As regards the prevalence of HBV infection, Spain is considered an intermediate-prevalence country by WHO (2-8%), consistent with the rest of Mediterranean countries. However, studies recently reported suggest a considerable reduction, with a prevalence between 0.27% and 1.69% (Table I). For HCV, the prevalence of antibodies against this virus oscillates between 1.6% and 2.6% in the general population. Also, the prevalence of serum markers is dependent on age and region under study. The prevalence of HCV infection in children and adolescents falls between 0% and 0.7% (5-7), and ascends to 3.1-5.5% in adults older than 60 years (8,9). Table I includes a view of the geographical distribution of HBV and HCV prevalence in Spain.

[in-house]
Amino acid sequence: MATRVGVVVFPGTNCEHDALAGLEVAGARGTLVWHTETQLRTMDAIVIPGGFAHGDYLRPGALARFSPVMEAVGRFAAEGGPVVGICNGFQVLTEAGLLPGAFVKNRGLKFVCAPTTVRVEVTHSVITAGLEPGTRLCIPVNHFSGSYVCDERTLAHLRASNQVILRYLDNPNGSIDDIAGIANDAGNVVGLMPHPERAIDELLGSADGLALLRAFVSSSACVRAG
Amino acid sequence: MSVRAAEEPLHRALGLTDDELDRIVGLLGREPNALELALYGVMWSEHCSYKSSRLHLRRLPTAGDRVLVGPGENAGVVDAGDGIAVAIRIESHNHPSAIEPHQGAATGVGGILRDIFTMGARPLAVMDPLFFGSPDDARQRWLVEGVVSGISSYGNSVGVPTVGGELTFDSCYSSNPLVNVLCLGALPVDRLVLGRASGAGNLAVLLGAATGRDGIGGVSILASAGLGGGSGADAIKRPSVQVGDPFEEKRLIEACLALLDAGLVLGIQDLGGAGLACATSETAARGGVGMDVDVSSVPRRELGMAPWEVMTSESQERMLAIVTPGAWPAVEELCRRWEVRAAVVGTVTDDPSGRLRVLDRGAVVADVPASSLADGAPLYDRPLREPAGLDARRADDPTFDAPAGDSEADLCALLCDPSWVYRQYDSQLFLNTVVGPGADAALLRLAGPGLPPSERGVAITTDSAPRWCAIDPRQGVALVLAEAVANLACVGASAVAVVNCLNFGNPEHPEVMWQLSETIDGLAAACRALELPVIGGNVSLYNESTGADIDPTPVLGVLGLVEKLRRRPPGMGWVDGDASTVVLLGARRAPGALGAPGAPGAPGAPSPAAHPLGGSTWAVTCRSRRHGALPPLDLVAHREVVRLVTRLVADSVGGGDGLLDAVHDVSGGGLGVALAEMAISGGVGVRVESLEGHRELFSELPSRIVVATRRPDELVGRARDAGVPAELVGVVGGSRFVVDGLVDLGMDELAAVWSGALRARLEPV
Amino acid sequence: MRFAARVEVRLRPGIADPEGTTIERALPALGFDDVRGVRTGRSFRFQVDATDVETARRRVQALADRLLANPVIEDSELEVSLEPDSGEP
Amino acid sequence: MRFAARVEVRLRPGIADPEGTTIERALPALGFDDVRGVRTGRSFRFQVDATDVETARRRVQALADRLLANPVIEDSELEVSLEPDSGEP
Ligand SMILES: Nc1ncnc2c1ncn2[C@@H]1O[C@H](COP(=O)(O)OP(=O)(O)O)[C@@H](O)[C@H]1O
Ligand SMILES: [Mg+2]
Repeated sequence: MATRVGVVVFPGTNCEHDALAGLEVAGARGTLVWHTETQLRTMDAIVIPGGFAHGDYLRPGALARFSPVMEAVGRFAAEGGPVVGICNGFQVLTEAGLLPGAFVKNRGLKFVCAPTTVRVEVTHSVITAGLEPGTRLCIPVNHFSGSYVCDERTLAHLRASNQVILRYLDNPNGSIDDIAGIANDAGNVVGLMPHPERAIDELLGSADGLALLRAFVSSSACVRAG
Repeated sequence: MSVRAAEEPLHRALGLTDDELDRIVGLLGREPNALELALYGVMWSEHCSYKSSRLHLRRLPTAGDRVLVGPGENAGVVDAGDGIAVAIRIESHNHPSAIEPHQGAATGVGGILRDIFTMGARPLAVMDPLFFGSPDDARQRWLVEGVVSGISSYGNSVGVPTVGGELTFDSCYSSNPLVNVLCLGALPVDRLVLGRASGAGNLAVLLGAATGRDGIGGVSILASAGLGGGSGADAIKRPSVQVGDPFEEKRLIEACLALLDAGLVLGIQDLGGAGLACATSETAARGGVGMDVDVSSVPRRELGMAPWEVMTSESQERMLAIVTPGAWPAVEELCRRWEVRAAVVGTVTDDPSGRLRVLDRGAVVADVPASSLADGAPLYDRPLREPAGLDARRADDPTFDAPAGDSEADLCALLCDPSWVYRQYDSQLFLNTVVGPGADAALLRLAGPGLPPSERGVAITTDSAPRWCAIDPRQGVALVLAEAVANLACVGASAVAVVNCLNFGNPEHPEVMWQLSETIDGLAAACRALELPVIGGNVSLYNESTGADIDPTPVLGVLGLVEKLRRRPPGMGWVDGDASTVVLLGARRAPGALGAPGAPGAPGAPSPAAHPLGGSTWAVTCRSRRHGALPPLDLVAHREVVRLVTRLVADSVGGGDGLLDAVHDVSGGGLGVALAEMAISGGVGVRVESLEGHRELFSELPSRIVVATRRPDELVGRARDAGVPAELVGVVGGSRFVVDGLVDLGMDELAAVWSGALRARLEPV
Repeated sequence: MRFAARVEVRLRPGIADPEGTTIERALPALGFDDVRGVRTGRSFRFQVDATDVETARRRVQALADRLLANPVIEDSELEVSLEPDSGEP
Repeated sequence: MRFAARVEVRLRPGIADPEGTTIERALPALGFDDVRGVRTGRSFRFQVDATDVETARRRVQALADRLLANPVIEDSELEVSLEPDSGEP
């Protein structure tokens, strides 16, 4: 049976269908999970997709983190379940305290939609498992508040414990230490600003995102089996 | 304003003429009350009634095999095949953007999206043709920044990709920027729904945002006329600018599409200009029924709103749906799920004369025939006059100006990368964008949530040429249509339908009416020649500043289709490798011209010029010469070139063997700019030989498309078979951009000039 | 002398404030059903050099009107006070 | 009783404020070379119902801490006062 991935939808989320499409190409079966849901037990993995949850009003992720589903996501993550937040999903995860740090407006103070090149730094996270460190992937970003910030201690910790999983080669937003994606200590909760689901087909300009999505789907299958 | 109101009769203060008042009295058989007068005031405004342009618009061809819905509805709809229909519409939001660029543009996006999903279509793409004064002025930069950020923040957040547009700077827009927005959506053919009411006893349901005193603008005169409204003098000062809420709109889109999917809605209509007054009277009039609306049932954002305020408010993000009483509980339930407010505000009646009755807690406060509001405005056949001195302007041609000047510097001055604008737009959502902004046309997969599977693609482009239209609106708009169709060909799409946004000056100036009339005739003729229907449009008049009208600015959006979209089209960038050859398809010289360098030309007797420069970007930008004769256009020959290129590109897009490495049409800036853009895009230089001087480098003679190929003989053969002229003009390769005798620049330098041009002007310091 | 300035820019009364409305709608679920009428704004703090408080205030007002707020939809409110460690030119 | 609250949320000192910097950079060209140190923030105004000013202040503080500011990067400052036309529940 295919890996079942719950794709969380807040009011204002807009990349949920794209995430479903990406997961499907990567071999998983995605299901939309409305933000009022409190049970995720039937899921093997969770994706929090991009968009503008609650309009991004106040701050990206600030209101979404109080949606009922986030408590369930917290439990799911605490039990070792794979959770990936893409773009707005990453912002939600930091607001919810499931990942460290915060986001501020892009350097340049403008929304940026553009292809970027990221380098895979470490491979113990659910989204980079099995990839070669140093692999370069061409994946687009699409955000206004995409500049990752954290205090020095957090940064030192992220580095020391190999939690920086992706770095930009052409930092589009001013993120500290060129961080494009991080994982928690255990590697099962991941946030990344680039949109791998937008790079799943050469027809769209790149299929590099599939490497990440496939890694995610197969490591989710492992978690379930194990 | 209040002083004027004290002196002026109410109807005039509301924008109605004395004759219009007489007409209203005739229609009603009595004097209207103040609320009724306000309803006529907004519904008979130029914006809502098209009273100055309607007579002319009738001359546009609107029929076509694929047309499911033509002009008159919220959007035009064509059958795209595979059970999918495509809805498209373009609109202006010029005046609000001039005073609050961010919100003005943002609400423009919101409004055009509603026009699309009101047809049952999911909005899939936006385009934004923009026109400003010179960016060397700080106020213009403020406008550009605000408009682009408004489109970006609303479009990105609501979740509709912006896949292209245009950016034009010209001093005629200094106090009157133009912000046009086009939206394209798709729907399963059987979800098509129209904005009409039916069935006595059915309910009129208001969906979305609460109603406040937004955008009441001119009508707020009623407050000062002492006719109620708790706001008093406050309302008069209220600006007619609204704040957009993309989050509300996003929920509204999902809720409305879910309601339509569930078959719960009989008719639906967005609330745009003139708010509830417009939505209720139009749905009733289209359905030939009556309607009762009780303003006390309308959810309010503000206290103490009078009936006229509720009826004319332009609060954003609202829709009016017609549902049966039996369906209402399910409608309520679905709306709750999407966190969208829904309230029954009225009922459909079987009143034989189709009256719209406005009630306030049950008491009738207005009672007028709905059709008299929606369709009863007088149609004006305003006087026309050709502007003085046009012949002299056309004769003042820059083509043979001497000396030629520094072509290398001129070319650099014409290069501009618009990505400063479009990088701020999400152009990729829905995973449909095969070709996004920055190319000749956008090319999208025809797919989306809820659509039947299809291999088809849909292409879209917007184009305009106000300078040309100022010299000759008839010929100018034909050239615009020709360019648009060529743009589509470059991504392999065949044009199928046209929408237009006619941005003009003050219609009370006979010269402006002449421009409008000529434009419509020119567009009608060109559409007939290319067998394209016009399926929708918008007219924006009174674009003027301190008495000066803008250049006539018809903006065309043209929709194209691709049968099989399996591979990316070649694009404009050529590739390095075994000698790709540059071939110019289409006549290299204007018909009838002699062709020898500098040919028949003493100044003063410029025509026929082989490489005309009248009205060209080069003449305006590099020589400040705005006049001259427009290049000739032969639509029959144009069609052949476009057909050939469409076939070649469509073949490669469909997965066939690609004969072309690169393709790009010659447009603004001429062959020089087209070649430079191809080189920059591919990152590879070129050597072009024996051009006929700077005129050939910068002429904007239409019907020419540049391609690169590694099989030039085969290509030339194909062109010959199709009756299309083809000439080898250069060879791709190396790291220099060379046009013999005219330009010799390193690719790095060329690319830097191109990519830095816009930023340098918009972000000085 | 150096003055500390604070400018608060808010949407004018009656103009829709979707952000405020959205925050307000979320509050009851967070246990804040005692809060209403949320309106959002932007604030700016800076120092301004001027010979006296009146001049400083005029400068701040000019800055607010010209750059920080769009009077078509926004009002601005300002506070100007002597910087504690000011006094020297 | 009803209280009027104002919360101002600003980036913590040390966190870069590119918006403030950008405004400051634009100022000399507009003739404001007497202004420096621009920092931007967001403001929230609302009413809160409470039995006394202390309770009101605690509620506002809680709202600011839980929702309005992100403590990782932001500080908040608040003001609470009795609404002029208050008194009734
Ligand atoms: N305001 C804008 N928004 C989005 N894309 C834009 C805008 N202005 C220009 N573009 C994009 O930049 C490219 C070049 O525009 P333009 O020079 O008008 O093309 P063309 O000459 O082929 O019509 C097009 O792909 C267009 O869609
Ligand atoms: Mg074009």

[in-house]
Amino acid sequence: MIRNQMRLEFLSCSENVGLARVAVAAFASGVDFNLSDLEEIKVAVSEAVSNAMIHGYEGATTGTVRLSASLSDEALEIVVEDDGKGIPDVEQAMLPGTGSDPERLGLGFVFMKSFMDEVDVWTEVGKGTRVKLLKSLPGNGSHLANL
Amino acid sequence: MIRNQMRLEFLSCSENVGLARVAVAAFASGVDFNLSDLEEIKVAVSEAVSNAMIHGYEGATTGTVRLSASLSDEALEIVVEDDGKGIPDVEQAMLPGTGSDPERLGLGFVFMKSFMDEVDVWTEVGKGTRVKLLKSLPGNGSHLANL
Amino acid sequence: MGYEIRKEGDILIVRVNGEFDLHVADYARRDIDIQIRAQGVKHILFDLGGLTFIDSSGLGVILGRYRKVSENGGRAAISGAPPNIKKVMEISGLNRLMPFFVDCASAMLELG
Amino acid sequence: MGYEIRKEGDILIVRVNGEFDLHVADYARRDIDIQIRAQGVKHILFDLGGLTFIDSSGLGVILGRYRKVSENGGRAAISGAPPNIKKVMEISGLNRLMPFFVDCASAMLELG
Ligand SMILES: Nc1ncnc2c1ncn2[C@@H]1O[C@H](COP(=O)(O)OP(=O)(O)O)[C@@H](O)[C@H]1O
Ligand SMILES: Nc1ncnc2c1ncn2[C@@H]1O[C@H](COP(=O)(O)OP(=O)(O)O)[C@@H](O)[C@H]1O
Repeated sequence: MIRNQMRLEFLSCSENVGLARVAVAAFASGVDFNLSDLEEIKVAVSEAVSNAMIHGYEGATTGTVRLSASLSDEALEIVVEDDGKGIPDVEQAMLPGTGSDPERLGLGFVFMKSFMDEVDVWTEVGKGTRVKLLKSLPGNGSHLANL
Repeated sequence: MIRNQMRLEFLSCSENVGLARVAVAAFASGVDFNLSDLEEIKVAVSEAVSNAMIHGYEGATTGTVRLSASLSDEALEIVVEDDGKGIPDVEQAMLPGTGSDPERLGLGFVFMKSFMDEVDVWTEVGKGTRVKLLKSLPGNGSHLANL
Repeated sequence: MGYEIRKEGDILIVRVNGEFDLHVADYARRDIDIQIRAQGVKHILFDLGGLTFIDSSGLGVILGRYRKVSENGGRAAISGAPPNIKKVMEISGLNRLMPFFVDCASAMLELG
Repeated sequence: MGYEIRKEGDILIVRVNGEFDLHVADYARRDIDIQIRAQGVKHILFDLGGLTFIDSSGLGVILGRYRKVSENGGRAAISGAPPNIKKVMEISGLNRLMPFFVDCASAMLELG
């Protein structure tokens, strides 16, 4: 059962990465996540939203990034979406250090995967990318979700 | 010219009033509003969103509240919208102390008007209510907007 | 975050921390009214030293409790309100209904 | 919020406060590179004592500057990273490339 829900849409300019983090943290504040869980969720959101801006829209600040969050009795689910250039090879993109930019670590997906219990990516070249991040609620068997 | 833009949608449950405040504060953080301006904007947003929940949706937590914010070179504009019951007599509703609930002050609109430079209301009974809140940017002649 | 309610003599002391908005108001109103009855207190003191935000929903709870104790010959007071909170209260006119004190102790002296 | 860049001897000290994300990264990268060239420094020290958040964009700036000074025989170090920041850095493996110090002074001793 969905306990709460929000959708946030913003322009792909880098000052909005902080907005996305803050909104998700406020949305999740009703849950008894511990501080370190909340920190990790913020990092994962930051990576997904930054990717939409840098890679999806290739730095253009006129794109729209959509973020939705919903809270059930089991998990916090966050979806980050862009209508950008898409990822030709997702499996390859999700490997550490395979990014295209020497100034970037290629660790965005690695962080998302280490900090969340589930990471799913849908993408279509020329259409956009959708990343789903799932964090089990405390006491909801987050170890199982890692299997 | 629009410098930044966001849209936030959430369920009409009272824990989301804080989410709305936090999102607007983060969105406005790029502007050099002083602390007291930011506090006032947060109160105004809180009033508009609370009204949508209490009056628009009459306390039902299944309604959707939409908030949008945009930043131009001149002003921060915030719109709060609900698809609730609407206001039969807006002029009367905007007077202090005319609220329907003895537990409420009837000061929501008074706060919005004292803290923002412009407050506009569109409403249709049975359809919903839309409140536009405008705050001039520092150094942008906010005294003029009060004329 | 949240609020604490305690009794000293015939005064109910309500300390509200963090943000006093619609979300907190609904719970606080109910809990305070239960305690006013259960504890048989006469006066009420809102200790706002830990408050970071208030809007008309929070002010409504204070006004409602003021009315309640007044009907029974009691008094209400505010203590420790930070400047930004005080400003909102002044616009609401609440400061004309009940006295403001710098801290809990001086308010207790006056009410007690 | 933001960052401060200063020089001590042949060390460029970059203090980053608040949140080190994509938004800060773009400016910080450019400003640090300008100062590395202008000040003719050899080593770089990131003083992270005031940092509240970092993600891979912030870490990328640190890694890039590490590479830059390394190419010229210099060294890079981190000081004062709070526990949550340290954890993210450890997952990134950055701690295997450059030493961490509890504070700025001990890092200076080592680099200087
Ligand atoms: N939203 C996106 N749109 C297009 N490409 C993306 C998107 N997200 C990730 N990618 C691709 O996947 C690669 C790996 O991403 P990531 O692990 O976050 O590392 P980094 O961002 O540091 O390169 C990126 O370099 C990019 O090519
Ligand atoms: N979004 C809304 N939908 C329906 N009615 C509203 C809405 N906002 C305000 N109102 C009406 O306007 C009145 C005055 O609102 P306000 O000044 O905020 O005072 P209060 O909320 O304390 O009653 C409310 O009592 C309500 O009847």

In contrast to HBV, no preventive immunization is available for HCV. In Spain, since the late 1990s, all Autonomous Communities systematically immunize newborns against HBV. Interestingly, universal immunization, systematic blood donation control, and serum screening during the third trimester of pregnancy have contributed to a decreased incidence and mortality in Spain during the last few years (1997-2005); however, these parameters have shown an upturn from 2005 onwards, as is also the case in the rest of Europe (10). This event has been attributed to increasing immigrant populations from regions with a high prevalence, changing social behaviours, and refined case reporting and diagnostic techniques. To this also point out the data reported by 'Red Nacional de Vigilancia Epidemiológica', which suggest a gradual reduction in the prevalence of HCV in Spain in the past few years. This reduction may be attributed to a better understanding of the disease and a decrease in some risk factors, including syringe sharing and systematic blood donation control. In contrast with the general consensus on the increasing influence of immigration on HBV prevalence in both Spain and Europe, the study by Calleja Panero et al. does not confirm such association. Similarly, healthcare and public health staff usually in contact with blood is a most relevant group at risk for hepatitis B infection, a circumstance not discussed in the above-mentioned paper. As regards the prevalence of HCV in the immigrant population, it is very low among Latin Americans, relatively low in Eastern Europeans, and high among Asians and Sub-Saharans. Therefore, their influence in the prevalence of the general population depends on their origin and varies considerably from one Spanish region to the next. The above study finds no significant association between HCV prevalence and immigration. While no data are provided on immigration origin, the fact that this is a selected population is highlighted, as most are workers with a residence permit and, perhaps most relevant of all, younger than the general population studied. Lastly, a set of recommendations for improved hepatitis B management in Spain, published by an expert group, should be underscored. These include immunization program maintenance (with a special focus on the coverage and screening of foreign populations), improved information on HBV prevention, detection and treatment in the general population, and above all among health care professionals, and enhanced research on prevention and innovating therapies (11).